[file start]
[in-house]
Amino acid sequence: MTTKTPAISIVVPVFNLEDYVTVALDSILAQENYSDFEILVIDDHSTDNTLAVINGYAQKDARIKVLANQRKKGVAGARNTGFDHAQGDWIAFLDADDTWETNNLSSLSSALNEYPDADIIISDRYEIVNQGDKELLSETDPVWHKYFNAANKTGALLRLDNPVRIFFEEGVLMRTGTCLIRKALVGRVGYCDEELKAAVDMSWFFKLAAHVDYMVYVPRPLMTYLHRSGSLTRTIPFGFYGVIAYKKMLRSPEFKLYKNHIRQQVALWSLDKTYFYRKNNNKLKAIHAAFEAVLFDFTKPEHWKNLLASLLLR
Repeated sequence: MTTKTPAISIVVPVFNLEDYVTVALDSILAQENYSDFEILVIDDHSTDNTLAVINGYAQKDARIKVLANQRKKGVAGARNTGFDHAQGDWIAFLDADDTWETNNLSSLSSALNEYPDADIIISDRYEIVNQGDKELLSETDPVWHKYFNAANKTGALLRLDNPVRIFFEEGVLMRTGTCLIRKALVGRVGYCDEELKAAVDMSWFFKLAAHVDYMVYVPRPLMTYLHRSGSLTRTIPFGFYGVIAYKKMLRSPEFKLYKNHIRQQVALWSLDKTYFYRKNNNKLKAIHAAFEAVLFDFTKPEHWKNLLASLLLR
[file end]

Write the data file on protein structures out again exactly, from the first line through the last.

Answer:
[in-house]
Amino acid sequence: MTTKTPAISIVVPVFNLEDYVTVALDSILAQENYSDFEILVIDDHSTDNTLAVINGYAQKDARIKVLANQRKKGVAGARNTGFDHAQGDWIAFLDADDTWETNNLSSLSSALNEYPDADIIISDRYEIVNQGDKELLSETDPVWHKYFNAANKTGALLRLDNPVRIFFEEGVLMRTGTCLIRKALVGRVGYCDEELKAAVDMSWFFKLAAHVDYMVYVPRPLMTYLHRSGSLTRTIPFGFYGVIAYKKMLRSPEFKLYKNHIRQQVALWSLDKTYFYRKNNNKLKAIHAAFEAVLFDFTKPEHWKNLLASLLLR
Repeated sequence: MTTKTPAISIVVPVFNLEDYVTVALDSILAQENYSDFEILVIDDHSTDNTLAVINGYAQKDARIKVLANQRKKGVAGARNTGFDHAQGDWIAFLDADDTWETNNLSSLSSALNEYPDADIIISDRYEIVNQGDKELLSETDPVWHKYFNAANKTGALLRLDNPVRIFFEEGVLMRTGTCLIRKALVGRVGYCDEELKAAVDMSWFFKLAAHVDYMVYVPRPLMTYLHRSGSLTRTIPFGFYGVIAYKKMLRSPEFKLYKNHIRQQVALWSLDKTYFYRKNNNKLKAIHAAFEAVLFDFTKPEHWKNLLASLLLR